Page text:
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How to check if the used car you buy has a dangerous safety recall

If you’re shopping for a used car, caveat emptor: You could buy one with a safety defect that could’ve been fixed by a free repair as part of a recall.

It’s easy to use the vehicle identification number, or VIN, to determine if the vehicle you’re about to buy has a potentially lethal Takata airbag, for instance, but the seller isn’t required to make the repair, or even tell you the car needs it.

Not every recall is a matter of life and death, but ignoring one courts disaster. Let the buyer beware.

Federal law requires that all new-car dealers fix any safety recall before sale, lease or rental, but there’s no requirement for used vehicles, which account for 30 million to 40 million sales a year, far more than new vehicles.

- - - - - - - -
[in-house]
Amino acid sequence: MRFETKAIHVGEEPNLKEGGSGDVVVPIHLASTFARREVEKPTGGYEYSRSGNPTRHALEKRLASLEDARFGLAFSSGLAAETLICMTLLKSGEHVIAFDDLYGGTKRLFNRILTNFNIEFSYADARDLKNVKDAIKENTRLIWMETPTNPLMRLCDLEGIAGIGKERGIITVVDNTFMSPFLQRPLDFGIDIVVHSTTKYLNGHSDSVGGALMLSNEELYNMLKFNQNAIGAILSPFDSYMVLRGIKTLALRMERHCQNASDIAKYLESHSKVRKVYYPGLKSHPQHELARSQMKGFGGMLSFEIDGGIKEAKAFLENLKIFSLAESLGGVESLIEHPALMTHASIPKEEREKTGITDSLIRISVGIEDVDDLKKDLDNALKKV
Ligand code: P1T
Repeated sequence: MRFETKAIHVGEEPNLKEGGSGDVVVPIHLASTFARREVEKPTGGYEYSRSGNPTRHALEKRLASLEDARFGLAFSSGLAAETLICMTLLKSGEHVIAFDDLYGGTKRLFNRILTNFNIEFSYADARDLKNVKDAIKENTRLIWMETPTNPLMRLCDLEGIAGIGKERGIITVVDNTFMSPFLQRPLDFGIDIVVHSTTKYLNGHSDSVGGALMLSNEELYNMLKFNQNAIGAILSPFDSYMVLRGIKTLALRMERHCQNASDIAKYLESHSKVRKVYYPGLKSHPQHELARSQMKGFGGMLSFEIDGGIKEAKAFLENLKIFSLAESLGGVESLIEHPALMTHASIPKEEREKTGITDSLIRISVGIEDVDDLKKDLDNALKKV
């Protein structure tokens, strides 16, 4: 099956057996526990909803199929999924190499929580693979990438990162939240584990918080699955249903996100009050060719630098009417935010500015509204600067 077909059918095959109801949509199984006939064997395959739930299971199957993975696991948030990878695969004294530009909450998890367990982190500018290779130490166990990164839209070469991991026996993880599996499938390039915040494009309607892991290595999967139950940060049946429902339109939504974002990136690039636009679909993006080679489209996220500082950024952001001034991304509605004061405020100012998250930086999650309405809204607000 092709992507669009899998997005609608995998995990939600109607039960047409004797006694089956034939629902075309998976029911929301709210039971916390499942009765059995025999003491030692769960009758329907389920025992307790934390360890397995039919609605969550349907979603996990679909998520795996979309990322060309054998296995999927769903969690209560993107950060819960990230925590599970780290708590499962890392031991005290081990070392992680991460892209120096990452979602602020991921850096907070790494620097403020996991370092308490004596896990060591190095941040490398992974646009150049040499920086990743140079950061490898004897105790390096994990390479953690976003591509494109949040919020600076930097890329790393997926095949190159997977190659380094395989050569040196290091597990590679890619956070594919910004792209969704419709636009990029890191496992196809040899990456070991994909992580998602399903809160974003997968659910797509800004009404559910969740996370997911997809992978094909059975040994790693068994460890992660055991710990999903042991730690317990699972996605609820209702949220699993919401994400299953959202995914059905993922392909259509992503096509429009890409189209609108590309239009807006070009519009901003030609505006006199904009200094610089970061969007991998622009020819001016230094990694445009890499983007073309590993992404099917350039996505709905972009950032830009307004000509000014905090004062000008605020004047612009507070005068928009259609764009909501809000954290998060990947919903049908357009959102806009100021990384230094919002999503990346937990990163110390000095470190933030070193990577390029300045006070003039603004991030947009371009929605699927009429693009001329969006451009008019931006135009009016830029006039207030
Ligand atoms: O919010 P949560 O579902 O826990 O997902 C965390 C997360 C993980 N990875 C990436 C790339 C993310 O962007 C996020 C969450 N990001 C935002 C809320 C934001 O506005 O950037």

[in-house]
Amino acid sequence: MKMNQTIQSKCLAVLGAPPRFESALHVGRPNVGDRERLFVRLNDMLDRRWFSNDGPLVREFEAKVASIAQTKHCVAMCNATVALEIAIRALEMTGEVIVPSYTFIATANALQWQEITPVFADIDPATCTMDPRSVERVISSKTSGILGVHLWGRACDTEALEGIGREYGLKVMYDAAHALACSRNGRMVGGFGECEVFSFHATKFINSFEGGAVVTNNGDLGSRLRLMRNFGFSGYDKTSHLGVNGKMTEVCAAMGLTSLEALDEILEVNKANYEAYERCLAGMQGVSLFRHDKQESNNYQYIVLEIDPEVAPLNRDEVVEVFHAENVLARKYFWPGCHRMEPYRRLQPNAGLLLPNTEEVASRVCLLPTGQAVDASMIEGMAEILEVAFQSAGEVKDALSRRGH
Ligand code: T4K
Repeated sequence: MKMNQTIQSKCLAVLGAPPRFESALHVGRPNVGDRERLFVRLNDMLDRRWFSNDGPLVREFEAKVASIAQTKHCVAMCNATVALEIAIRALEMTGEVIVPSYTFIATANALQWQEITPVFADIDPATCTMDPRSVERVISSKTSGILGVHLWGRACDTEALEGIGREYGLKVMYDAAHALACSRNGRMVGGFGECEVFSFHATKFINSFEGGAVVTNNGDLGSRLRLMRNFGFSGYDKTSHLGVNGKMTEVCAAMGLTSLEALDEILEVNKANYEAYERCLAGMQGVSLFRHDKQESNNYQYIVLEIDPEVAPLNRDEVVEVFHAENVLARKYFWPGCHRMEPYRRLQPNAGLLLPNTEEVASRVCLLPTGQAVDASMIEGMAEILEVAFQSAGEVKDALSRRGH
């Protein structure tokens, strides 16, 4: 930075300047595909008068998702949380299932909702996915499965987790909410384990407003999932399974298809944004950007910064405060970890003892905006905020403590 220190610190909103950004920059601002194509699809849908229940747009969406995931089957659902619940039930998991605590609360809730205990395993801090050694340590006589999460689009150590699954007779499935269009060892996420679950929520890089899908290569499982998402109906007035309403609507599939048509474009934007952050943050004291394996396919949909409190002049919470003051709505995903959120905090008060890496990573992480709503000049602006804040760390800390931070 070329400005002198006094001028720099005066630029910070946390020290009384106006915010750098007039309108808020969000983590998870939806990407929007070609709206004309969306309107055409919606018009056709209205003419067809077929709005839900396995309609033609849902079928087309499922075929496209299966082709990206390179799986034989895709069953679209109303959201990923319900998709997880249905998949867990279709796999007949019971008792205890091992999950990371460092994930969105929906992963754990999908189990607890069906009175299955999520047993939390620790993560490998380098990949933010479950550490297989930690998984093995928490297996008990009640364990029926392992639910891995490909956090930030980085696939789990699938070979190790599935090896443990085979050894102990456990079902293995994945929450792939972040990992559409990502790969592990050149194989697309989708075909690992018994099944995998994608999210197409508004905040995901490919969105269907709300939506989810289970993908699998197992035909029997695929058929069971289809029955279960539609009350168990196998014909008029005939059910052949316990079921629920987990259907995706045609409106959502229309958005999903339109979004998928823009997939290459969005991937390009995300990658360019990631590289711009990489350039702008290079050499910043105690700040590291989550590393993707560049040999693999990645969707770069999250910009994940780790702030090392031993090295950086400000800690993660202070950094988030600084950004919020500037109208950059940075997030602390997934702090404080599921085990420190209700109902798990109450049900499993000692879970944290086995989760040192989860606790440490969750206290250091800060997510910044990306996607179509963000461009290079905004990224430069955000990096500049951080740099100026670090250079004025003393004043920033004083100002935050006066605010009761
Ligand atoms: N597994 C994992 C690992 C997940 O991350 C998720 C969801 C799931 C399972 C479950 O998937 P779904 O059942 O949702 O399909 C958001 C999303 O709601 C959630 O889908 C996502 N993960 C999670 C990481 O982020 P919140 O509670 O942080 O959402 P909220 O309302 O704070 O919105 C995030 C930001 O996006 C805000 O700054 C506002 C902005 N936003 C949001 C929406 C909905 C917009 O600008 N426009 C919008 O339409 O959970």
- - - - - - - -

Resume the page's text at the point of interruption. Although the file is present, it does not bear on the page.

“Buyers should feel confident the vehicles they buy are safe,” said David Bennett, AAA repair systems manager. “If the manufacturer issues a recall, repairs should be performed as expeditiously as possible.”

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There are proposals to require the repairs before sale, but the issue is less straightforward than you might think. It can take months or years to get parts for some recalls, and requiring repairs could make it harder for owners to trade in vehicles, reduce their value or raise the cost of used cars.

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“Without a rule, consumers need to be their own advocates for this,” said Becky Mueller, senior research engineer with the Insurance Institute for Highway Safety. “They need to be vigilant about recalls as buyers and as owners.

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